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Harry Potter And The Philosopher's Stone (2001)
(aka: Harry Potter And The Sorcerer's Stone)
Director: Chris Columbus
review by Gary Couzens
After many millions of books sold worldwide, making J.K. Rowling the richest woman in Britain (even more than Her Majesty), her creations now appear on the big screen. There will be seven novels, of which four have been published so far. This is the first film, and number two is in production. I haven't read the book but by all accounts this film is faithful to it, the major differences being material removed to reduce the running time. (Reputedly, the makers tried to fit all of the book in, and ended up with a four-hour film. No doubt the DVD will contain the deleted scenes. If it takes four hours to film a 200-odd page novel, I don't know what will happen when they film Book Four, which runs over 600 pages.)
The film begins with a young baby being left with the Dursley family in Little Whinging, Surrey. This is Harry Potter, whose parents have been killed by the evil Voldemort. As Harry grows up, he is treated with disdain by his relatives, who force him to live under the stairs. But inheritance will out, and on his eleventh birthday Harry is taken by the giant Hagrid (Robbie Coltrane) to Hogwarts School to train as a wizard...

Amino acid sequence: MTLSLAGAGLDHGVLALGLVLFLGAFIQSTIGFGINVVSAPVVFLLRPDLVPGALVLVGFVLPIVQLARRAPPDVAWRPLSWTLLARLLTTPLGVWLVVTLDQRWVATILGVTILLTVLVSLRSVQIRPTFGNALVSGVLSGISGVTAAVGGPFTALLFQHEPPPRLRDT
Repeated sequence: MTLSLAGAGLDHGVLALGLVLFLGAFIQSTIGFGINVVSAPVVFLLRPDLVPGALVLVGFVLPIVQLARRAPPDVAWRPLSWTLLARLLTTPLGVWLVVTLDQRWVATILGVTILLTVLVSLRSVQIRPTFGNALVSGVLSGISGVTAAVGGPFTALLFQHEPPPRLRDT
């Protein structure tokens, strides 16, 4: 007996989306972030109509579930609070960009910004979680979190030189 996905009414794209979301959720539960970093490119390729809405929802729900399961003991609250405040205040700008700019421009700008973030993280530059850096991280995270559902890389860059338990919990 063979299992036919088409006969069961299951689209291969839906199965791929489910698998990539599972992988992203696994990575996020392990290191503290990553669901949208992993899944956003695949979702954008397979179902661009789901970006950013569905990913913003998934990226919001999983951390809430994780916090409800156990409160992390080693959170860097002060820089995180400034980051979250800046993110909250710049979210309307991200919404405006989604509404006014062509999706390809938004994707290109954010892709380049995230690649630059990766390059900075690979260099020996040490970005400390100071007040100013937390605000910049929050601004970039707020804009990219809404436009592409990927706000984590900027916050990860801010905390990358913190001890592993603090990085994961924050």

Harry Potter And The Philosopher's Stone is a film in two unequal parts. The first hour and a half is essentially exposition, with the remaining hour devoted to the plot, namely the hunt for the philosopher's stone of the title.
Evidently what the worldwide audience was waiting for was the book on film. In that light, the producers have made the right decisions. They've kept the story's Britishness, in cast as well as setting. (Just as well, for Rowling's fantasy lifts just as much from the English public school system as it does from various world mythologies.) And the choice of Chris Columbus makes sense. Terry Gilliam (he was considered) might have made a very interesting film but he would be too idiosyncratic: whatever he made, it wouldn't be Harry Potter. Columbus is a director of proven competence but no particular originality. Given a solid screenplay (by Steve Kloves), he restrains his tendency towards sentimental excess and concentrates on telling the story and keeping the pace up. That he does very well. As the film changes gears around the 90-minute mark, from exposition to plot, it slows down for a while but soon picks up again. The running time of 152 minutes is unusually long for a family film, but Harry Potter sustains itself very well and it delivers.
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